Find an algorithm in the literature. The algorithm should either be concurrent or it is a sequential algorithm for which you proposed a concurrent version. The algorithm should not be trivial but also not extremely complex (since you are going to implement the algorithm in Assignment 2). Concurrent algorithms are applicable to various areas including databases, operating systems, etcetera. You are encouraged to find an algorithm in an area of your interest. Preferably, the algorithm should be presented in a journal or conference proceedings.

Write a report. In the introduction of your report, describe why the algorithm is of interest and why it is important. Feel free to use arguments found in the literature,
but rephrase them in your own words and add proper references. Also briefly discuss related work (published before and *after* the paper you chose). In the main part of your report, describe your algorithm using pseudocode. If you have found a description of the algorithm in pseudocode in the literature, you may use that description. However, do not forget to mention the source. Also explain the algorithm in your own words. This implies that you do not copy parts of the paper. Feel free to include examples. If the examples are not your own, then mention the source.

Use LaTeX and BiBTeX to write your report. You may start from the files assignment1.tex and assignment1.bib (remove the suffix .txt from the file name). Skeletons of various types of entries of a BiBTeX file can be found in sample.bib. Numerous tutorials on LaTeX and BiBTeX can be found on the web. If you have any questions, feel free to contact the instructor.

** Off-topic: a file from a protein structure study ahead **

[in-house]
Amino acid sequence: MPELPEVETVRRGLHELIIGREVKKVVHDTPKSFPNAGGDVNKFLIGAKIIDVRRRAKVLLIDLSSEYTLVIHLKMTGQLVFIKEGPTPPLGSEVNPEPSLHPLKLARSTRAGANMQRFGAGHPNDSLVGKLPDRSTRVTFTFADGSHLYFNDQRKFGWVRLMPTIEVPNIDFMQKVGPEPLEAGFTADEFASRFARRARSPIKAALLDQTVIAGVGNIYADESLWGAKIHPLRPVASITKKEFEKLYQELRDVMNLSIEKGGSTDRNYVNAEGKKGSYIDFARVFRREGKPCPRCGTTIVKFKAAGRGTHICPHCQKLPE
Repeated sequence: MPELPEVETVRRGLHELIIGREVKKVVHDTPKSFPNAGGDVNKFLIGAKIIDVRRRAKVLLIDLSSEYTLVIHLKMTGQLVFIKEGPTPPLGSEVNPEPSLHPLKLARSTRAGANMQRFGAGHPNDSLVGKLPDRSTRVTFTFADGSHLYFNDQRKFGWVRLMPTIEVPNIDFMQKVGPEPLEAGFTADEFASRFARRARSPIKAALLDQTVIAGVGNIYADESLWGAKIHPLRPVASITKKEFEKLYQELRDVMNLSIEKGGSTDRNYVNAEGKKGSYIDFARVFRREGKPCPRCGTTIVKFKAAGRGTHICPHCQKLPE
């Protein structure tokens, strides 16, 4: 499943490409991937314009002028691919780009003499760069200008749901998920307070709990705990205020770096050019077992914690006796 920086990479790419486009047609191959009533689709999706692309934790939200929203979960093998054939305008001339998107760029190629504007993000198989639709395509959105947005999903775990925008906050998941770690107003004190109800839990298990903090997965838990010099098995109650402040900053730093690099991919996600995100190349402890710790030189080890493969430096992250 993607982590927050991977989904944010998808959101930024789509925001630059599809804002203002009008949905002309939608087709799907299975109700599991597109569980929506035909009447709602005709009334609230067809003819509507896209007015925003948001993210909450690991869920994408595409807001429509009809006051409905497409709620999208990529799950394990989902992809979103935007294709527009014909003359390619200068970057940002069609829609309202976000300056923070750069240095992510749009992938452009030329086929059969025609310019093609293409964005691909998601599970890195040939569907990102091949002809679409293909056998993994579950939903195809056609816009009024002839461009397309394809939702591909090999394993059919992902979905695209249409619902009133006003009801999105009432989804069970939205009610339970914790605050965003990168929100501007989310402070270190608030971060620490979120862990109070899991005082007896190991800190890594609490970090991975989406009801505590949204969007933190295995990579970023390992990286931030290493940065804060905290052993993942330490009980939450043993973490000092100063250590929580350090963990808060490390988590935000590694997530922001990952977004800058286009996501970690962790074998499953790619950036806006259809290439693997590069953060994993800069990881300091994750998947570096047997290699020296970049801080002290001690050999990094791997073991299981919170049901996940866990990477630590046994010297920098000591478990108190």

The report should be roughly between 3 and 8 pages. These bounds are not absolute (but one page is definitely not enough and 20 pages is too much).

As the audience of your report, consider your fellow students in the course. myassignment1.pdf contains a sample. The corresponding LaTeX and BiBTeX files are myassignment1.tex and myassignment1.bib, respectively (remove the suffix .txt from the file name).

- Franck van Breugel:

Carla Schlatter Ellis. Concurrent Search and Insertion in AVL Trees.*IEEE Transactions on Computers*, 29(9): 811-817, September 1980.

- Qiyi Tang:

Giorgio Bacci, Giovanni Bacci, Kim G. Larsen, and Radu Mardare. On-the-Fly Exact Computation of Bisimilarity. In*Proceedings of the 19th International Conference on Tools and Algorithms for the Construction and Analysis of Systems*, volume 7795 of*Lecture Notes in Computer Science*, pages 1–15, Rome, Italy, March 2013. Springer-Verlag.

- Mingbin Xu:

Nir Shavit and Itay Lotan. Skiplist-based concurrent priority queues. In*Proceedins of the 14th International Parallel and Distributed Processing Symposium*, pages 263-268, Cancun, Mexico, May 2000. IEEE.

Last modified:

2015/04/03 15:29

2015/04/03 15:29